Besides that, tourists can visit some of the theme parks, such as the Colombian National Coffee Park, situated in the town called Montenegro, or the National Park of Culture Agriculture, which you can find in Quimbaya.
Perhaps the most interesting part of the Coffee Triangle is the Museum of Culture Coffee, which is materialized as an old colonial city that includes tourist attractions such as performances, traditional music, cable car rides, and amazing views of the surrounding landscape.
The second largest city in Colombia, Medellin is a large city- of hills, well-known for its unique types of public transportation that form an expansive metro network. It’s a city with a decades- old reputation of danger, with modern architecture and progressive residents. It is no longer the kingdom of notorious drug lord Pablo Escobar from the ‘80s and ‘90s, and the city’s improvements and development have reflected that. It is now one of the tourist favorites of Colombia, and your visit to this modern metropolis will quickly make you understand why.
If you are interested in learning more about the notorious drug lord, there are tours you can take that specifically center around the history of Pablo Escobar. You will learn about his life, his death, and his reputation in the city as a popular Robin Hood figure.
07. Medellin Salt Cathedral of Zipaquira
The famous Salt Cathedral, located near the town of Zipaquira, can be found within a Halite mountain and (predictably) inside of a salt mine. There are a few deceptions in play here: it is actually located below the currently active mine, the current is actually the second location of the cathedral, and it is actually, by Catholic definition, not actually a cathedral. But this does nothing to stop droves of tourists from visiting, or to stop it from being a worthwhile attraction.
The cathedral is part of an area that also includes the Salt Park (“Parque de la Sal”) and museum for mining, mineralogy, geology, and natural resources. The Salt Park includes works of art, educational displays about sustainable mining and development, and explanations of the process of mining. Visiting these sites will give you a thorough understanding of this industry.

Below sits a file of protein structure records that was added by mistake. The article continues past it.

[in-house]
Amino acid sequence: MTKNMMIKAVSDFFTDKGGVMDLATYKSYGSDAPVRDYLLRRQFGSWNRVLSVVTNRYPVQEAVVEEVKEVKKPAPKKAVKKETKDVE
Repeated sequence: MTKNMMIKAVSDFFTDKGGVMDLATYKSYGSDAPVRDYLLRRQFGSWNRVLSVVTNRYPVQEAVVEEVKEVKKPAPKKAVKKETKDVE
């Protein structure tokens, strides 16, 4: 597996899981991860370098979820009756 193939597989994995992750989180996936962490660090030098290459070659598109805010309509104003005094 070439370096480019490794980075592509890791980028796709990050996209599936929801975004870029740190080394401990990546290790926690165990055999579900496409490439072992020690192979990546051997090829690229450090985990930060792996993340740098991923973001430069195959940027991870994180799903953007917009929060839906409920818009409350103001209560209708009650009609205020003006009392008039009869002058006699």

08. Rosario Islands
An exciting day trip from Cartagena, the Rosario Islands make a fabulous place to visit. The incredible clear water is perfect for a crisp swim, the dramatic landscape is excellent to view and hike around, and the colorful coral will dazzle you and inspire your knowledge of a unique ecosystem. As if that isn’t enough, the islands are renowned for their delicious cuisines (seafood in particular).
Isla Grande is only one of a few islands in the Rosario archipelago that is home to permanent residents. If you’re interested in culture, this is the island to visit; while the coastline is covered in privately owned houses, the interior is interesting to explore. It also includes a bird sanctuary that has free entrance (and is never overrun with other tourists).
One of the first things you should do on a visit to the Rosario Islands is to try your hand at snorkeling or scuba diving. Both will allow you to get up close and personal with the incredible abundance of life amongst the coral reef.
You can simply book a tour of the Rosario Islands that leaves from Cartagena, and it will include the chance to snorkel, a stop at the aquarium, and a generally short visit to several islands. Many individual travelers won’t recommend the tour, however, and suggest paying separately for the water taxi that will take you to your island of choice, and you can enjoy it at your leisure.
09. San Andres & Providencia
If you’re looking for an island paradise with an unusual depth of culture, the archipelago of San Andres and Providencia is your destination. Actually situated closer to Nicaragua than to Colombia, the islands have historical connections to England and Spain, but politically belong to Colombia. Not only will you encounter perfect beaches and dazzling coral reefs that haven’t been damaged, but the people themselves, called the Raizal, offer certain intrigue. It’s certainly a place you wouldn’t forget in a heartbeat.
Providencia is San Andres’ tiny cousin, with a low population, very few tourists, and amazing natural beauty. It is a popular diving spot, given the fact that the third largest barrier reef on Earth is located here. The landscape of the island’s interior includes mountains covered in green, making fantastic photo opportunities. You can also snorkel from this island, or simply travel around the whole island on the outer coastal road, which makes a 16-kilometer circle.
Popularly visited on a day trip from Medellin, Guatape is a lovely town known for its beautiful decorations and colorful waterfront markets. Pablo Escobar himself had a mansion here – so you can rest assured it’s the kind of town worth a visit. With its dazzling lakes, green rolling hills in the background, its famous Penol Rock and the many pastel paintings on buildings around town, a visit to Guatape will bring a smile to even the grumpiest of people.
After a morning climb of the massive monolith, take a stroll through the town itself to appreciate the incredible array of colors before you. ‘’Zocalos,” or a vivid kind of wall art, cover each building in different patterns and pictures. They are all in fabulous condition, as there was a town-wide repainting of the zocalos in 2011 in order to bring more tourist interest to the town.
One of the most distinctive buildings, despite the incredible art on all of them, would be the church. You’ll know it when you see it – it is located in Guatape’s main square and is easily distinguished by its stark white walls with brick red accents.